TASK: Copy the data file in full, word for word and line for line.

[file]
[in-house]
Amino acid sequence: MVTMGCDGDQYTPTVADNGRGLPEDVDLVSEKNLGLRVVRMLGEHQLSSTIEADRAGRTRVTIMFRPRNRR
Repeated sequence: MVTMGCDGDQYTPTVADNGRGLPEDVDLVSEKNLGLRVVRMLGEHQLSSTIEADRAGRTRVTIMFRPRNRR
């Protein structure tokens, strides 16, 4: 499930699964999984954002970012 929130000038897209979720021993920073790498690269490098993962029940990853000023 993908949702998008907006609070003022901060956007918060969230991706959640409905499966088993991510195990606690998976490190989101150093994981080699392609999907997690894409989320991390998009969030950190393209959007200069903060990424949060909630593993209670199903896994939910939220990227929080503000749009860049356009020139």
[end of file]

[in-house]
Amino acid sequence: MVTMGCDGDQYTPTVADNGRGLPEDVDLVSEKNLGLRVVRMLGEHQLSSTIEADRAGRTRVTIMFRPRNRR
Repeated sequence: MVTMGCDGDQYTPTVADNGRGLPEDVDLVSEKNLGLRVVRMLGEHQLSSTIEADRAGRTRVTIMFRPRNRR
């Protein structure tokens, strides 16, 4: 499930699964999984954002970012 929130000038897209979720021993920073790498690269490098993962029940990853000023 993908949702998008907006609070003022901060956007918060969230991706959640409905499966088993991510195990606690998976490190989101150093994981080699392609999907997690894409989320991390998009969030950190393209959007200069903060990424949060909630593993209670199903896994939910939220990227929080503000749009860049356009020139």